Inbox is a new email experience from the Gmail team. While it hasn't completely launched yet, we were able to snag an invite and give it a go.
To use Inbox, you have to be invited by Google. Google opened Inbox to everyone for one-hour only on 5 November, but people had to email email@example.com and request an invite. Pocket-lint was lucky to get one of those coveted invites.
Although Inbox is available as both a web and mobile app, we mostly spent a day using the iOS app. Here's our initial impressions.
Getting started with Inbox
Upon launching the app, you are asked to sign. You are also greeted with some Getting Started cards that you can swipe through and read for tips.
Inbox only supports personal Gmail accounts at the moment, meaning you can’t use your Google Apps email or email from rival providers in order to sign into the service. (Gmail for Android now allows users to add email accounts from rival providers such as Yahoo Mail.)
It's flat. It's clean. It's fast.
You can only sign into one email account when the app first loads. You can also only view one account at a time, though you can switch between multiple accounts with little friction. To add more accounts, go to the main menu and then tap the drop-down arrow below your picture.
From there, you can add and manage all your email accounts. To switch between email accounts, access the same drop-down menu below your account picture and then select the account you want to view. Simples.
The main screen is your inbox, and it should be filled with all your emails and bundled emails. The top of your inbox also shows three distinct icons or buttons. The one on the left (three stacked lines) opens the main menu screen.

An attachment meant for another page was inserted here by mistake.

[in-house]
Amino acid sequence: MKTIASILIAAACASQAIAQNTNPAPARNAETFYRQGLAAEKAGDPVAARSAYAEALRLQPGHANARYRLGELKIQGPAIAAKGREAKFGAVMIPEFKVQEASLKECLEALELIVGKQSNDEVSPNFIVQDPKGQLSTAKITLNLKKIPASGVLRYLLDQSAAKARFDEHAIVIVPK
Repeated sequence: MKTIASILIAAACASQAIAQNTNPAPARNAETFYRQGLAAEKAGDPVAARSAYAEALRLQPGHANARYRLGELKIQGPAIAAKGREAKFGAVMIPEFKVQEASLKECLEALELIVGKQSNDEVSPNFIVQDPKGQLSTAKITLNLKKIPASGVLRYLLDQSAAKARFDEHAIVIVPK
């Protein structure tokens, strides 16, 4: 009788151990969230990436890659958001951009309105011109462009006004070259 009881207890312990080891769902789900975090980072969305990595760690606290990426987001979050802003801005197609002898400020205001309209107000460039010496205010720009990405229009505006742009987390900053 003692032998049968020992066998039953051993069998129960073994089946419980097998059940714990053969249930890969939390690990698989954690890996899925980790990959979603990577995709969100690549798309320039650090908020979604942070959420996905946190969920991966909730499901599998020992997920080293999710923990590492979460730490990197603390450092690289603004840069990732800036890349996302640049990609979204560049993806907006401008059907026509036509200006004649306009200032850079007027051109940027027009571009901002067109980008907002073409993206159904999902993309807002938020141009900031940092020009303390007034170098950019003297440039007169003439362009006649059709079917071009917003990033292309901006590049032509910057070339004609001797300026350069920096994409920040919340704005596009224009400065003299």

The main menu gives access to your inbox, snoozed and completed items, drafts, sent mail, reminders, trash, spam, default and custom bundles, unbundled labels, settings, and help and feedback.
The second icon in the middle (pin) lets you toggle between Pin menu and inbox. Pin menu shows all your pinned emails, but we'll discuss more on that later. As for the icon on the right (magnifying glass), it lets you search your email accounts for items.
But that’s not all: There’s a fourth icon along the bottom of the main screen that looks like a red dot with a + sign in the center. It’s the Create icon. Tap the Create icon from the main screen whenever you want to compose an email.
The Create icon will also let you send an invite to Inbox, make a reminder, or access your frequent or recent contacts. The icon itself actually reminds us of stacks in Mac OS X in that it expands or springs upward to reveal all your available options.
Now let’s talk about your actual inbox. Messages appear in your inbox as a stream of collapsed emails and bundles, with the stuff from today grouped at the top, followed by stuff from yesterday and then from this month, etc.
Your inbox has unique feature called bundles, and it work a lot like the old labels feature in Gmail. Bundles literally bundles your labelled messages together so they take up less space in your inbox. Just tap a bundle in your inbox to expand it and view your collapsed messages.
Inbox creates automatic bundle labels for things like Promos, Social, and Travel. But you can also create bundle labels. Just tap Create new from the menu screen. You should then type in the name of the bundle as well as emails and addresses that will automatically be labelled for that bundle.
To add an existing email into a bundle, tap the email, then tap the Move to icon (three stacked dots) in the top right-hand corner, and select a bundle label from the list of available bundles. If there's an email you need to delete, open the email, then select Move to, and select Trash.
And finally, all emails and bundles that have pictures and videos attached will display thumbnails of those attachments in your stream. The ability view them in your Inbox stream makes your entire inbox glanceable.
To move an email to a bundle from Inbox to some other place, select the email, and then tap the Move to icon in the top right-hand corner (three stacked dots). You will notice more options for moving messages to trash, spam, and unbundled labels.